Hearst Castle, San Simeon

Hearst Castle pool

Monarch butterfly grove: Pismo Beach

San Luis Obispo Mission (1772), with bronze sculpture of local bear

Iconic, kitschy Madonna Inn: famous restaurant, theme hotel rooms, and great live music for swing dancing

California wildflowers: Eastern San Luis Obispo county

Historic Queen Anne house: San Luis Obispo

Vineyard near our home in Templeton

Elephant seals during their migration and breeding: San Simeon

D’Anbino Cellars: wine and top live music venue by award-winning cousins in music, film, and tv

“Goatee” surfing: Pismo Beach









2 Jan

Back: Red Holloway, Ernie Watts, Jay Graydon Front: Charlie and Sandi

Back: Red Holloway, Ernie Watts, Jay Graydon
Front: Charlie and Sandi

The “Famous Jazz Artist Series” was started in 1991 in San Luis Obispo County after renowned jazz vibraphonist, Charlie Shoemake, and his acclaimed vocalist wife, Sandi, moved to Cambria and noticed a dearth of major jazz artists performing on the Central Coast. How Charlie and Sandi ended up on the Central Coast is a fascinating tale. Growing up in Houston, Charlie developed a passion for both music and baseball, excelling in both. He was on the high school’s city championship baseball team, and attracted the attention of the St. Louis Cardinals. Initially he planned to pursue both in college, but then decided to really excel, he would need to focus on only one. So in 1956 he moved to Los Angeles to become involved in the jazz scene. In a proud aside, Charlie mentioned his grandson is now being drafted by a professional baseball team.

The 1950s were an exciting and inspirational period in Charlie’s music career as he honed his craft. He shared that he was particularly influenced by his informal studies with pianist Jimmy Rowles, as well as learning from the innovations of his idols Charlie Parker and Bud Powell and other talented innovators. Charlie eventually worked on the biographical film on American saxophonist, Charlie Parker released in 1988. During the 1950s, he met his future wife Sandi at a Si Zentner rehearsal, where Charlie was substituting for an absent band member.

Sandi’s path to a music career was influenced by her father who was a semiprofessional drummer-vocalist with Dixieland bands. As far back as she can remember, she wanted to be singer. To that end, in 1956 she enrolled in the acclaimed Los Angeles City College’s music department where she quickly rose to being a featured vocalist. After her second year of college, she was hired as a vocalist by trombonist Si Zentner’s Orchestra, which played various venues on the west coast, and was a regular attraction at the Hollywood Palladium. Sandi shared that she had a chance meeting with Charlie at a Si Zentner rehearsal; within two days they decided they would eventually marry, which they did in 1959.

During his early professional career, Charlie became a sought-after accompanist for well-known vocalists. He adoringly shared he has always enjoyed accompanying Sandi, but he felt many of the singers he was accompanying were not of her caliber. Thus Charlie decided to switch his musical focus to vibraphone, which he had begun playing in high school. For a year, he spent nearly every waking hour in exhausting practice. His efforts were rewarded in 1966 when he became the vibraphonist for the fabled George Shearing Quintet. George Shearing is a piano jazz legend,  best known for his composition Lullaby of Birdland, a jazz standard. Born poor and blind in London, George’s father delivered coal to Buckingham Palace. In 2007 George was knighted by the Queen of England in Buckingham Palace for his contribution to music.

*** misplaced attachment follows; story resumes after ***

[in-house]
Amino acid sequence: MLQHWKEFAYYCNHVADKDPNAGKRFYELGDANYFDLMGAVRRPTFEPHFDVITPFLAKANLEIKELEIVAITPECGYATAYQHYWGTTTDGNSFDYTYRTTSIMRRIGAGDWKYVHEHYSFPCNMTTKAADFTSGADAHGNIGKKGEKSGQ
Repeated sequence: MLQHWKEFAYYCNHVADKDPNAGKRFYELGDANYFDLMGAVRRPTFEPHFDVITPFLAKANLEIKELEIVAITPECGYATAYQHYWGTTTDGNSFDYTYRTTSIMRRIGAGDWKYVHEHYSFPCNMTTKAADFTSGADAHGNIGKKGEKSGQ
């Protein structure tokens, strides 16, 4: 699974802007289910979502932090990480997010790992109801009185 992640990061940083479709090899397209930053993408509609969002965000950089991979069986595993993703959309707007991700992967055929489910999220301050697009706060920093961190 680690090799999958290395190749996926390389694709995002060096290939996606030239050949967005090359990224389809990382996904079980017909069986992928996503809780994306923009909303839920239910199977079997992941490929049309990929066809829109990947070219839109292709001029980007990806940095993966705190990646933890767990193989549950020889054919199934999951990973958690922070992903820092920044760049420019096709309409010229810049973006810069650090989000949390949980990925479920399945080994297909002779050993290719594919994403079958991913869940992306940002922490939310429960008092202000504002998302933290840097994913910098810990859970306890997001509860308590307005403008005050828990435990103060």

During the year Charlie was honing his skills on the vibraphone, Sandi did studio work to help keep the family afloat. While Charlie was touring with the George Shearing Quintet, she was a staff vocalist at N.B.C. from 1965 to 1971, in addition to singing with other television shows including The Andy Williams Show, The Jerry Lewis Show, The Red Skelton Show, The Lennon Sisters-Jimmy Durante Show and specials for Bing Crosby, Doris Day, Dean Martin and others. She was particularly proud of her time performing with Nelson Riddle and his orchestra.

Charlie working with Barry Harris on movie "Bird"

Charlie working with Barry Harris on movie “Bird”

In 1973, driven by a desire for change and to be home more with his wife and son, Charlie opened a jazz improvisational school in Los Angeles. In spite of the widely-held belief that jazz improvisation couldn’t be taught, his school was a success. He was the only teacher at his eponymous school. By 1990, he had taught over 1500 students, with many students going onto successful careers including Ted Nash (trumpeter with the Jazz at Lincoln Center Orchestra with Wynton Marsalis), Kye Palmer (trumpeter with the Tonight Show Orchestra and formerly with Woody Herman and Poncho Sanchez), Andy Martin (top jazz trombone recording artist), and smooth jazz artists Dave Koz and Richard Elliott. During a Jazz at Lincoln Center Orchestra (JLCO) at the Cal Poly Performing Arts Center in March 2013, Wynton Marsalis verbally recognized Charlie Shoemake, who was in attendance, as an important mentor and teacher to Ted Nash who was a featured soloist at the concert, and is the first person other than Wynton Marsalis to be a featured composer for the sensational orchestra. When asked about the recognition he received at the concert, Charlie stated, “I didn’t teach Ted Nash how to play, but what to play, how to improvise.”